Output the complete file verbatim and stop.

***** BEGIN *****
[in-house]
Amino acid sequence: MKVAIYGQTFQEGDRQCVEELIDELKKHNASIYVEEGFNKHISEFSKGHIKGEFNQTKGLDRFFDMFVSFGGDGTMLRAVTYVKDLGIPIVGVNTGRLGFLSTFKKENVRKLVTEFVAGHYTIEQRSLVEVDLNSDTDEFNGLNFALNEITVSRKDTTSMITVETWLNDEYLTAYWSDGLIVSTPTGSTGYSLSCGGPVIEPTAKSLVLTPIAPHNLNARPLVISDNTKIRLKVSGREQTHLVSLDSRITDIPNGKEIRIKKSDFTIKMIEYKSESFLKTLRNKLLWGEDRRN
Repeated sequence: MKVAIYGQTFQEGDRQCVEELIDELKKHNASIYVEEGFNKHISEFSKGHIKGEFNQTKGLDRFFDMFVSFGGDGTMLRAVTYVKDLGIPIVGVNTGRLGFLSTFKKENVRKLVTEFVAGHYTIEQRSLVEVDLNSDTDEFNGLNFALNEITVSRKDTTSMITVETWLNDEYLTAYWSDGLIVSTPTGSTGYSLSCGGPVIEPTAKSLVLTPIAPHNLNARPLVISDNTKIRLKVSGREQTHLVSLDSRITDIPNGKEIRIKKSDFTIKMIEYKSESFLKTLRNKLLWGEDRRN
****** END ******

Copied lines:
[in-house]
Amino acid sequence: MKVAIYGQTFQEGDRQCVEELIDELKKHNASIYVEEGFNKHISEFSKGHIKGEFNQTKGLDRFFDMFVSFGGDGTMLRAVTYVKDLGIPIVGVNTGRLGFLSTFKKENVRKLVTEFVAGHYTIEQRSLVEVDLNSDTDEFNGLNFALNEITVSRKDTTSMITVETWLNDEYLTAYWSDGLIVSTPTGSTGYSLSCGGPVIEPTAKSLVLTPIAPHNLNARPLVISDNTKIRLKVSGREQTHLVSLDSRITDIPNGKEIRIKKSDFTIKMIEYKSESFLKTLRNKLLWGEDRRN
Repeated sequence: MKVAIYGQTFQEGDRQCVEELIDELKKHNASIYVEEGFNKHISEFSKGHIKGEFNQTKGLDRFFDMFVSFGGDGTMLRAVTYVKDLGIPIVGVNTGRLGFLSTFKKENVRKLVTEFVAGHYTIEQRSLVEVDLNSDTDEFNGLNFALNEITVSRKDTTSMITVETWLNDEYLTAYWSDGLIVSTPTGSTGYSLSCGGPVIEPTAKSLVLTPIAPHNLNARPLVISDNTKIRLKVSGREQTHLVSLDSRITDIPNGKEIRIKKSDFTIKMIEYKSESFLKTLRNKLLWGEDRRN